Capillary Action and Dimensions of Surface Tension


Last Updated on January 6, 2022 by binkhalid

Capillary Action

Capillary action can be defined as the ability of a liquid to flow through thin tubes, cylinder or permeable surfaces. This occurs due to the intermolecular forces (adhesive and cohesive) between the liquid and the surfaces. The diameter of the tube and the gravitational force determines the extent of liquid rise. The liquid will rise higher if the tube is narrower.

Forces in capillary action

The rise or fall of the fluid in capillary action is governed by the balance of the adhesive force and the cohesive force. The adhesive force and cohesive force are intermolecular forces

The three important forces that determine the capillary action are explained below.

Cohesive Force

Cohesive force is the intermolecular force that is responsible for the mutual attraction between the molecules and because of this the liquid resist separation. This is the force between the molecules of the same substance. For example, rain does not fall as a fine mist, it falls as drops. The cohesive force pulls the molecules together forming droplets.

Adhesive Force

Adhesive force is the force of attraction between the molecules of unlike substances. The substance sticking together and the forces between unlike charges are examples of adhesive forces.

Surface Tension

The phenomenon of surface tension is caused due to the cohesive force between the molecules of the liquid. The molecules on the surface of the liquid are attracted only to the surface molecules and the molecules inside the liquid, whereas the interior molecules are attracted to all the molecules surrounding it. Therefore the energy state of the interior molecules is lower than the molecules of the exterior. The molecules of the liquid try to maintain a minimum surface area, thus allowing a maximum number of molecules to have a lower energy state. This forms a surface film and can cause the things denser than water to float on the surface.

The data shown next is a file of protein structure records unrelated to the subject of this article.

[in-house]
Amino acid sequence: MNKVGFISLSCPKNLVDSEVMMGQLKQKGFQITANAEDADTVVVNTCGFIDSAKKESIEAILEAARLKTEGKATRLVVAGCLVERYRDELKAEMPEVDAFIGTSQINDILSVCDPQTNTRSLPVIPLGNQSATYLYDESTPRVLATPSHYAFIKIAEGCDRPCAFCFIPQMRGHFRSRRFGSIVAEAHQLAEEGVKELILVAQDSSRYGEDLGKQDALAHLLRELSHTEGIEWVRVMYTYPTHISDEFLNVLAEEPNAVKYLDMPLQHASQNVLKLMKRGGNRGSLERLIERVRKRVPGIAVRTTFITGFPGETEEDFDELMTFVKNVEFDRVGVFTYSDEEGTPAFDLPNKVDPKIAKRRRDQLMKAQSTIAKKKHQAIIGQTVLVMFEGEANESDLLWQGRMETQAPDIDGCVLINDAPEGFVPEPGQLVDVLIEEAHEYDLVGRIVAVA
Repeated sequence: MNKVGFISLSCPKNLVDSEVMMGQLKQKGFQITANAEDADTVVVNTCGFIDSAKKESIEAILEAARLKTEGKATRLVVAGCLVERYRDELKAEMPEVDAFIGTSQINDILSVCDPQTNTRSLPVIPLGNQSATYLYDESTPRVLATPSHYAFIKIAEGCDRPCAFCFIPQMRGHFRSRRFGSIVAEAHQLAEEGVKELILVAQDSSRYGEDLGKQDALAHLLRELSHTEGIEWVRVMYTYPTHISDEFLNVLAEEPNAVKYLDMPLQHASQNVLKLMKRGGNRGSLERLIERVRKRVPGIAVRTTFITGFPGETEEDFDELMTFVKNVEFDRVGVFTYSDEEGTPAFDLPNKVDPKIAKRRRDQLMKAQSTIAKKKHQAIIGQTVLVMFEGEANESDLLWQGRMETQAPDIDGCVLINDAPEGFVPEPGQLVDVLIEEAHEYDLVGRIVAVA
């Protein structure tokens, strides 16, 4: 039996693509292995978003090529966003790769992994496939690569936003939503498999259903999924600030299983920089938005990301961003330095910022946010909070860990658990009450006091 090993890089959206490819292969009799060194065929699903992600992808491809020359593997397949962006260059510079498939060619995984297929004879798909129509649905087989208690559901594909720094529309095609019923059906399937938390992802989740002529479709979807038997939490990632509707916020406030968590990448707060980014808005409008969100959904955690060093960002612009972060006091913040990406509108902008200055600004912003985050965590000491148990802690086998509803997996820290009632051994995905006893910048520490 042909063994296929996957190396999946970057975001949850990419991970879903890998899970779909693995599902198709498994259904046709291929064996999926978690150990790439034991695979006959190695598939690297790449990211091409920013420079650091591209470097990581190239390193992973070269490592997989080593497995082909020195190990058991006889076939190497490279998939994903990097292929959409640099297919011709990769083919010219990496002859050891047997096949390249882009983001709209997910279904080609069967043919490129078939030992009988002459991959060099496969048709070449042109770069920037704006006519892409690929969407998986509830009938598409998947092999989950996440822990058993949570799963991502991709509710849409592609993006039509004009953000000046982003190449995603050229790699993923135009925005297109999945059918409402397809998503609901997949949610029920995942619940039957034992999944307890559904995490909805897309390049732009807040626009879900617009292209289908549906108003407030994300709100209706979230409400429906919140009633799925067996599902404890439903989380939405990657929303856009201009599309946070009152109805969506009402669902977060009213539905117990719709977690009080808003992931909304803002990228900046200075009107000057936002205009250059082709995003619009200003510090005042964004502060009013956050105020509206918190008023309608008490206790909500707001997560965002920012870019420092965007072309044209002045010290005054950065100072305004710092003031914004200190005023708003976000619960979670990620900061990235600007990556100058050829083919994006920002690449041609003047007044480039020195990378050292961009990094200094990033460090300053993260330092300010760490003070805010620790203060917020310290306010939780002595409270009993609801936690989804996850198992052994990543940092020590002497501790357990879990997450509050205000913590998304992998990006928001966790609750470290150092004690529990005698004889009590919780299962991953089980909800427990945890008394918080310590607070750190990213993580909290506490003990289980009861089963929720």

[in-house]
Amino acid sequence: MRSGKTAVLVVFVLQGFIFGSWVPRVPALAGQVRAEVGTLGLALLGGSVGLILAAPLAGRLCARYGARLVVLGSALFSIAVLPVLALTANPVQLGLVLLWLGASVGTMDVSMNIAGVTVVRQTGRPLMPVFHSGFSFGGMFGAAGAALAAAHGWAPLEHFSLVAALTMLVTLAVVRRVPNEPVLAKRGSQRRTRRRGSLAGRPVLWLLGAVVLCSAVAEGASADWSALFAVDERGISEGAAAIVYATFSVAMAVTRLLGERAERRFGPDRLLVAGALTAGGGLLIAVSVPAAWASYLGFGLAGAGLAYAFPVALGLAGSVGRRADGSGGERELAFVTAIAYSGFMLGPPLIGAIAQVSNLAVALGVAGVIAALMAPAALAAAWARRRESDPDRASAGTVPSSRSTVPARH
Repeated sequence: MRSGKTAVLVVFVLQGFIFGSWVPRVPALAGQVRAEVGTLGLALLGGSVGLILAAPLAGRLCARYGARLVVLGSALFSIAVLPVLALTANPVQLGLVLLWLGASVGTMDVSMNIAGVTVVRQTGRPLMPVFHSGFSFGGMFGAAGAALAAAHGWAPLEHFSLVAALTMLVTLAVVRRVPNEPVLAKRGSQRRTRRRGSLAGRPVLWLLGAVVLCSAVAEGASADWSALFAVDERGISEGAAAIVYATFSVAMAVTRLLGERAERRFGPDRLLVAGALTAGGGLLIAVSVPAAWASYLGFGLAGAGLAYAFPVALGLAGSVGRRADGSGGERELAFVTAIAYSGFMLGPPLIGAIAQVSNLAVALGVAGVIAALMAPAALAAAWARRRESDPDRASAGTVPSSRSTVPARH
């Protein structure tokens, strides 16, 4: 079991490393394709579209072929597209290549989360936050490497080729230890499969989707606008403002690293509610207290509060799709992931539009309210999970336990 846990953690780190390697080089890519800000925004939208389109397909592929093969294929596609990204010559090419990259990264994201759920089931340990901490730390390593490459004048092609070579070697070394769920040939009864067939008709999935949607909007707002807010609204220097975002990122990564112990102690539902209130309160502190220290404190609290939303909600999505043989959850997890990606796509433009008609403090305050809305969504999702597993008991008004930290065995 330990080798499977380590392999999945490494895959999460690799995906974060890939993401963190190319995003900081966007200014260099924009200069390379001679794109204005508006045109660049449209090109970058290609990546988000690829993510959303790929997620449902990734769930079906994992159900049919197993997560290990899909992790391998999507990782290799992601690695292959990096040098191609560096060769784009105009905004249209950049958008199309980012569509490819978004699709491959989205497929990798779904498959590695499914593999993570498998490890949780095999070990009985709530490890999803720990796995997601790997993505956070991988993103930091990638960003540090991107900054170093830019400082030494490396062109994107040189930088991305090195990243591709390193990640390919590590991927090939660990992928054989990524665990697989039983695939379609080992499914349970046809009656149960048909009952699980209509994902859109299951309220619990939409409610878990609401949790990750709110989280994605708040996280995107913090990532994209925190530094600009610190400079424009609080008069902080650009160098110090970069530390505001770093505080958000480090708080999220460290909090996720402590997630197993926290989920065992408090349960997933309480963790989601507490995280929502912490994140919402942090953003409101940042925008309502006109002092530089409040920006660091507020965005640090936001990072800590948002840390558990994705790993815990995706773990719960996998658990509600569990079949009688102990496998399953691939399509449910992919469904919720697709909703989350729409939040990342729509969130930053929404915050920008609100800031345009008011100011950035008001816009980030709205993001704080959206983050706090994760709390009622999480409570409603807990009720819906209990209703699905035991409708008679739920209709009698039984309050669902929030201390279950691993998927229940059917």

Comparison of Capillary Action in Water and Mercury

In water, the strength of the adhesive force is larger than the cohesive force. The water forms concave meniscus and the surface of the water inside the tube is higher than the surface of water outside the tube. This is called capillary attraction.

In mercury, the cohesive force is stronger than the adhesive force. The meniscus formed by mercury in the tube is convex and the surface of mercury inside the tube is lower than the surface of mercury outside the tube. This is called capillary repulsion.

Application of capillary action

  • The oil rises up the wick of the lamp due to capillary action.
  • The towels absorb the water due to the capillary action of the cotton present in the towel.
  • The plants cannot survive without capillary action. The water from the soil rises up due to capillary action.
  • A technique called chromatography uses capillary action. In this technique, a layer of water is used to separate mixtures from substances.

Dimensions of Surface Tension

The force per unit length perpendicular to the line drawn to the surface is called surface tension. The SI unit of surface tension is Newton/metre.The dimensional formula or dimensions of surface tension is given by,

Dimensional formula for Surface Tension = M1 L0 T-2


M  is the Mass

L is the Length

T is the Time

Since surface tension is the force acting per unit length. Substituting the dimensional formula for force and length gives the dimensional formula for surface tension. Therefore, surface tension is dimensionally written as M1 T-2.